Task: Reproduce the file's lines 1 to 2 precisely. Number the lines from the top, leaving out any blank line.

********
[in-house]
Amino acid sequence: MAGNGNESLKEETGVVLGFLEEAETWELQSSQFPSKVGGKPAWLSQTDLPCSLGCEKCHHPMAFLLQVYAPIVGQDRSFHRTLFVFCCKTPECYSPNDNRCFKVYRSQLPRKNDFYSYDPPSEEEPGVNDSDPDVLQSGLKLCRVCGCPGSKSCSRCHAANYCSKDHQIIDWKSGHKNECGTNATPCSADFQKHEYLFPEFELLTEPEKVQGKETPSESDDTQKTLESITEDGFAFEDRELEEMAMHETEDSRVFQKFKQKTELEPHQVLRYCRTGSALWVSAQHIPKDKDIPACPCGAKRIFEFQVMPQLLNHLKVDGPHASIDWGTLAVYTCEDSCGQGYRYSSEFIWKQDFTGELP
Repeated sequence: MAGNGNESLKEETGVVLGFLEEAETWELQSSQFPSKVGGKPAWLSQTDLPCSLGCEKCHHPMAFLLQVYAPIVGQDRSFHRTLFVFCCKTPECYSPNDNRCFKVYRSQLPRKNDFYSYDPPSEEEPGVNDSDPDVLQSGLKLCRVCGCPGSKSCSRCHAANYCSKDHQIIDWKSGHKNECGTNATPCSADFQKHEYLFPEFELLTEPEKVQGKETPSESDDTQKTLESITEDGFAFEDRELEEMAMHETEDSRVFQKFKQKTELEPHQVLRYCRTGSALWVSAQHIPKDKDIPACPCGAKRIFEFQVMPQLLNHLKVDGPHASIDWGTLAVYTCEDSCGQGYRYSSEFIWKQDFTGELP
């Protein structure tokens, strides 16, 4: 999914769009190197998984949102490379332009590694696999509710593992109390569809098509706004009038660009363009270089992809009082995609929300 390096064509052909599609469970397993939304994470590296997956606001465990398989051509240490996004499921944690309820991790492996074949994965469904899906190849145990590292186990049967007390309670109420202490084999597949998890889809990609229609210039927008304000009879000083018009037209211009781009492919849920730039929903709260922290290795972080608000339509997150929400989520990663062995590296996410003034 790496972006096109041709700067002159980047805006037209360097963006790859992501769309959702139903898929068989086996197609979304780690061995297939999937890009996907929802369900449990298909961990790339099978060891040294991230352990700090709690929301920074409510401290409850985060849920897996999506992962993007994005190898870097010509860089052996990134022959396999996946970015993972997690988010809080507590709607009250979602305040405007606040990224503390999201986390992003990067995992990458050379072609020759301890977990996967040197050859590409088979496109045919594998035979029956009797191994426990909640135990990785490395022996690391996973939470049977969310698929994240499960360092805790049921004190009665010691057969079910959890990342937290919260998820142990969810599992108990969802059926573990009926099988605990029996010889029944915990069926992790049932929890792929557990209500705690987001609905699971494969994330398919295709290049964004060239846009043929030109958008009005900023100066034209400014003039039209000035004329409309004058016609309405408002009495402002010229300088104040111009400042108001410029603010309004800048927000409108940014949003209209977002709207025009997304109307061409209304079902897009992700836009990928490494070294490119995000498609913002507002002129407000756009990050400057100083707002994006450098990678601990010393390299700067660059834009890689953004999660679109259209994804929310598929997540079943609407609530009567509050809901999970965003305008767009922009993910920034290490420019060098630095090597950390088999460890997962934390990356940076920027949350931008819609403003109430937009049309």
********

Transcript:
[in-house]
Amino acid sequence: MAGNGNESLKEETGVVLGFLEEAETWELQSSQFPSKVGGKPAWLSQTDLPCSLGCEKCHHPMAFLLQVYAPIVGQDRSFHRTLFVFCCKTPECYSPNDNRCFKVYRSQLPRKNDFYSYDPPSEEEPGVNDSDPDVLQSGLKLCRVCGCPGSKSCSRCHAANYCSKDHQIIDWKSGHKNECGTNATPCSADFQKHEYLFPEFELLTEPEKVQGKETPSESDDTQKTLESITEDGFAFEDRELEEMAMHETEDSRVFQKFKQKTELEPHQVLRYCRTGSALWVSAQHIPKDKDIPACPCGAKRIFEFQVMPQLLNHLKVDGPHASIDWGTLAVYTCEDSCGQGYRYSSEFIWKQDFTGELP